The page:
Corporate Banner
Satellite Banner
Scientific Community
Become a Member | Sign in
Home>News>This Article

Genetic Data Does Not Improve Anticoagulation Control with Warfarin

Published: Monday, December 09, 2013
Last Updated: Monday, December 09, 2013
Bookmark and Share
NIH-funded study shows genotyping adds no benefit when added to a clinically-guided dosing formula.

Combining genetic data with clinical information to determine the initial dosage of the blood thinner warfarin, used to prevent blood clots in the circulatory system, was no more effective in achieving stable anticoagulation than using only clinical information, according to a National Institutes of Health-funded clinical trial.

In addition, the study found that in African-Americans, anticoagulation control was lower in the genetics-based approach compared to the clinically-based method.

The results of the Clarification of Optimal Anticoagulation through Genetics (COAG) trial, supported by the NIH's National Heart, Lung, and Blood Institute, were presented at the American Heart Association (AHA) Scientific Sessions in Dallas. The study was published simultaneously in the New England Journal of Medicine.

"The use of genetic data holds great promise for predicting disease risk or determining optimal therapies, but it must be put to the test through clinical trials like this one to determine how to best use that information," said Gary H. Gibbons, M.D., director of the NHLBI. "This is especially true for complex drugs like warfarin whose action in our bodies is influenced by a variety of genetic, clinical and environmental factors."

Warfarin is the most commonly prescribed drug to prevent blood clots in conditions such as atrial fibrillation, deep vein thrombosis, or pulmonary embolism. Though warfarin is an effective therapy for many people with cardiovascular problems, the drug poses risks if improperly dosed. If dosed too high, warfarin can increase the risk of bleeding; if dosed too low, it can increase the risk of blood clots.

Proper dosing of warfarin is complicated because the drug interacts with many other common medications as well as some foods. When determining an initial dose, doctors often start with a standard dose and can take certain clinical indicators into account to alter that dose.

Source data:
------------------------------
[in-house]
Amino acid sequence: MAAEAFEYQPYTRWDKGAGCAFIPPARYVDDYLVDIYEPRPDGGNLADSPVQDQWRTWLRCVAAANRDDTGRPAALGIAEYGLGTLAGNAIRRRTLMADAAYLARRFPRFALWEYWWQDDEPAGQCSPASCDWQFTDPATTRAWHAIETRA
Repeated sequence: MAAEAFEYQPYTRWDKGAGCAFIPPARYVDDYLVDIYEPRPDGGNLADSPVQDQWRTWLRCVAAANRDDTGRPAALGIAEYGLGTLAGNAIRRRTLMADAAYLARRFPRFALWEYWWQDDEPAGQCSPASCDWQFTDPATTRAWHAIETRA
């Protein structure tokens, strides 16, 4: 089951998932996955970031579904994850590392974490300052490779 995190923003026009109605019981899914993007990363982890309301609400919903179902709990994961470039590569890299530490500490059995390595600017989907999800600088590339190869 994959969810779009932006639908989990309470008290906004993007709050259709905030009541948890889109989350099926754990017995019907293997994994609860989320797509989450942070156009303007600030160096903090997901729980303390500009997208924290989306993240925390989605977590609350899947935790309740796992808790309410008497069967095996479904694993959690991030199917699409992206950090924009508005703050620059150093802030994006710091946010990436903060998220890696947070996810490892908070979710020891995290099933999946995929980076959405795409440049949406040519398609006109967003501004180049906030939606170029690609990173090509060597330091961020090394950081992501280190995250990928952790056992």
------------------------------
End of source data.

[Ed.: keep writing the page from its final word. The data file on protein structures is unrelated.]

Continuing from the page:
These clinical measures include age, body size, smoking status, and use of certain medications. During the initial weeks of therapy, the warfarin activity is monitored closely through blood tests, and adjustments are made as needed.

Recent research has suggested that variants of two genes, CYP2C9 and VKORC1, may be important in selecting the dose of warfarin needed for individual patients.

Based on these studies, dosing formulas have been developed that incorporate a person's genetic profile along with the patient's clinical characteristics to try and better predict the proper dose of warfarin - an approach known as pharmacogenetics.

However, the evidence supporting pharmacogenetics for warfarin has not been definitive; small clinical studies and some observational data have produced conflicting results. In addition, there have been differences noted in how accurate these dosing formulas are in different groups of patients. In particular, the formulas tend to be somewhat less accurate in African-Americans.

"Given the lack of definitive information on whether or not pharmacogenetics can improve the care of patients and the need to study a broad range of patients being treated with warfarin, we needed a large clinical trial like COAG to help resolve this important question," said Stephen Kimmel, M.D., of the Perelman School of Medicine at the University of Pennsylvania and principal investigator of the COAG trial.

COAG enrolled 1,015 patients beginning warfarin therapy and randomly assigned them to one of two dosing strategies. During the first five days of therapy, the participants would have their dosages determined and adjusted by a clinical formula or a pharmacogenetic formula. The participants were monitored for 23 additional days, and dosage changes were made using a standard approach. Participants and the treating physician were blinded to the strategy and the dose of warfarin.

Study investigators compared how much time the patients spent in their ideal therapeutic dosage range during the 28-day monitoring phase. Among all patients, the clinical and pharmacogenetic groups were virtually identical at 45.4 percent and 45.2 percent time in therapeutic range, respectively.

Among the 255 African-American participants, the pharmacogenetic formula provided only 35.2 percent time in therapeutic range compared to 43.5 percent for the clinical formula. African-Americans in the pharmacogenetic group generally took longer to reach an ideal dose compared to the clinical group (70 percent in the pharmacogenetic group reached their ideal range by day 14 compared to 87 percent in the clinical group). The African-Americans in the pharmacogenetic group did not experience any increased health issues like bleeding or clotting, however. There were also no differences in adverse events between the two dosing groups as a whole, and the total number of adverse events was low.

"These findings highlight the importance of developing and evaluating pharmacogenetic testing in patients from diverse racial and ethnic backgrounds," Gibbons said. "We are optimistic about the prospects of personalized, precision medicine, but we must make sure that we put these approaches through the same type of rigorous testing as any other prognostic test or clinical treatment strategy."

The COAG study was supported by NHLBI contract HHSN268200800003C and carried out at 18 hospitals and medical centers across the country. Yves Rosenberg, M.D., M.P.H., was the NHLBI project officer for COAG, and also served on the executive and steering committee.

Further Information
Access to this exclusive content is for Technology Networks Premium members only.